The Overland Trading Route between the Khmer Empire and the Champa Kingdoms

by Ky-Phuong Tran

The land routes linking two neighbors, foes and trade partners, and the mutual influences in Khmer and Cham cultures.

Prasat Ta Nang1

Publication: NSC Highlights (Nalanda-Sriwijaya Center), #4, pp 4-8 | ISSN 2424-9211

Published: March 2017

Author: Ky-Phuong Tran

Pages: 4

Language : English

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While maritime trade developed on the coasts of mainland Southeast Asia, ancient routes were still kept in use. Along them, temples and "inns" reflecting the mastery and style of both Khmer and Cham builders appeared, while the kingdoms attempted to keep peaceful relations with the native tribes.

The author, a specialist in cross-cultural studies of Cambodian, Thai, Vietnamese and Laotian developments, asserts that "Steung Treng was likely to have been the main centre which connected northeast Cambodia to the Central Highlands of Vietnam via the Sesan River, possibly mediated through Jarai communities – an Austronesian speaking people who worshipped the mysterious King of Fire (Patau Apui) and the King of Water (Patau Ia)."

Further one, he gives "one example in this east-west trade network that allows us to assert the historical and cultural connection between Steung Treng to the Central Highland of Vietnam is a newly found brick temple called Prasat Ta-nang (Yeak Naang), situated in a Jarai ethnic village called Dor Touch (Dor Pir) Village, Northeast Cambodia. Located near a small river named O Tang, about 10km from the Cambodia-Vietnam border, the temple was fully covered by a dense forest and only identified and recorded in 2009." [pictured in the main photo]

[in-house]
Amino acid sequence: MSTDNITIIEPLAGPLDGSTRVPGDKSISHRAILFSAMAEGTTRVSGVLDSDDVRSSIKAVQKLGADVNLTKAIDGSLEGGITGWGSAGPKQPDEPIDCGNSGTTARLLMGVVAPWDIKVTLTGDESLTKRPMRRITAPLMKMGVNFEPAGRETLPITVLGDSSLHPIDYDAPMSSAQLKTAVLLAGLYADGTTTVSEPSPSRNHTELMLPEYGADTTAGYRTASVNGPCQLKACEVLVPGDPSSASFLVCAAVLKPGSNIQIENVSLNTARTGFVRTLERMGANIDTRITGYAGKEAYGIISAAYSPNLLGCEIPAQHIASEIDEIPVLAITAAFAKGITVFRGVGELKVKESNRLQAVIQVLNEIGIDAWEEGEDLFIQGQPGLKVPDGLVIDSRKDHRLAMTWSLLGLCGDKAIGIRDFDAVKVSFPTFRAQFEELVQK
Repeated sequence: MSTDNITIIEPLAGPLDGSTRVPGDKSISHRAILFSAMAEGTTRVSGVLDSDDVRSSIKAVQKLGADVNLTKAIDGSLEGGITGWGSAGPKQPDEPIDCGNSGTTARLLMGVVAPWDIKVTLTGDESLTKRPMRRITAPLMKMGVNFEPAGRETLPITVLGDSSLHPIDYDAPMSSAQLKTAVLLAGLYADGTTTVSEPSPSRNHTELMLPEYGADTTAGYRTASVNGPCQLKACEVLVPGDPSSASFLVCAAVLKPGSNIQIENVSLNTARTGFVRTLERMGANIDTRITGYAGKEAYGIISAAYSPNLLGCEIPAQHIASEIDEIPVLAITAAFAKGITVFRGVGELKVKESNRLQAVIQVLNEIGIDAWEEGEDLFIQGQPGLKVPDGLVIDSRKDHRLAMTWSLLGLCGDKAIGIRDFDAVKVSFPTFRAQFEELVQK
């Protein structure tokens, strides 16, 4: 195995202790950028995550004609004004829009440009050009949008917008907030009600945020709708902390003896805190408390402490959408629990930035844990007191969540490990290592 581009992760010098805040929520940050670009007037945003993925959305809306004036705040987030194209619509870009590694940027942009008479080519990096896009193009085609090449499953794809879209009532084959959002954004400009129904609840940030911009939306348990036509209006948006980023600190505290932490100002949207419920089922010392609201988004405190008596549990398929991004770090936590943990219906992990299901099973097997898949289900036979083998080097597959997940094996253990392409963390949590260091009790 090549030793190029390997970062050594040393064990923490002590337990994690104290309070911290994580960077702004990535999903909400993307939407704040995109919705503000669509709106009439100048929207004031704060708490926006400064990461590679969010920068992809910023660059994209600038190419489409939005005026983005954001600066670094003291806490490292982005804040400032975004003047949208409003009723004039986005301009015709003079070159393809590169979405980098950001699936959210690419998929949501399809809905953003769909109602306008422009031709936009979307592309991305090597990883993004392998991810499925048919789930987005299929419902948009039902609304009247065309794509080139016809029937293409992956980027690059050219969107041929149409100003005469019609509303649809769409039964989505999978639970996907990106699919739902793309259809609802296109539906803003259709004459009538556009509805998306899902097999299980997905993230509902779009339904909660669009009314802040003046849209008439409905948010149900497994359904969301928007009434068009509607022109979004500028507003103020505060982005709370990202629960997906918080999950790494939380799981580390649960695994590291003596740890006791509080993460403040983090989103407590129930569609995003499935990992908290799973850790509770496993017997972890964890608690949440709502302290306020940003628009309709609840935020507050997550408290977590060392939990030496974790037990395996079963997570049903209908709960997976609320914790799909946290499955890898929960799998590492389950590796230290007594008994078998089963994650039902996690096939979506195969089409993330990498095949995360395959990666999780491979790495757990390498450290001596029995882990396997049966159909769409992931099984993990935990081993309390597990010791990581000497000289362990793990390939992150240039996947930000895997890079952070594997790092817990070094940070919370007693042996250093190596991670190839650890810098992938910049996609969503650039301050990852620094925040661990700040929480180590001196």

Tags: trade, Champa, Khmer Empire, Vietnam, Lao, hauts-plateaux, Stung Treng, Jarai

About the Author

Tran Ky Phuong

Ky-Phuong Tran

TRAN Ky-Phuong (Trần Kỳ Phương) is a research fellow at National Library of Singapore (January to July 2008),and a senior researcher fellow with the Vietnamese Association of Ethnic Minorities Culture and Arts.

He was a curator of the Danang Museum of Champa Sculpture, Danang, from 1978 to 1998. After working on Champa architectural sites in Central Vietnam in 1993-96, Dr. Tran conducted field research in Thailand, Cambodia, Laos, Malaysia and Indonesia on Mon-Dvaravati, Pre-Angkor ruins and Javanese arts.

An active proponent of the collaboration between Cambodia, Laos and Vietnam in architectural research, Dr. Tran held in 2017 (with Soumya James) the SOAS Research Workshop "Approaches to the Study of Khmer and Cham Art". He also worked on several research projects with APSARA Authority, UNESCO World Heritage Sites and the Thai Center for Cultural Relationship Studies in Mainland Southeast Asia (CRMA Center).

He has published several books and articles in Vietnamese, English and Japanese, including: "Vestiges of Champa Civilization" (Gioi Publishers, Hanoi 2004), "The wedding of Sita: a theme from the Ramayana represented on the Tra Kieu pedestal" (in Narrative Sculpture and Literary Traditions in South and Southeast Asia, edited by Marijke J. Klokke, Brill, Leiden 2000", "Champa Iseki/ Champa Ruins" (co-authored with Shigeda Yutaka, Rangoo Shutsuhan, Tokyo 1997), "Artifacts and Culture of Champa Kingdom" (The Toyota Foundation, Tokyo 1994), and Museum of Cham Sculpture in Danang (Foreign Languages Publishing House, Hanoi 1987).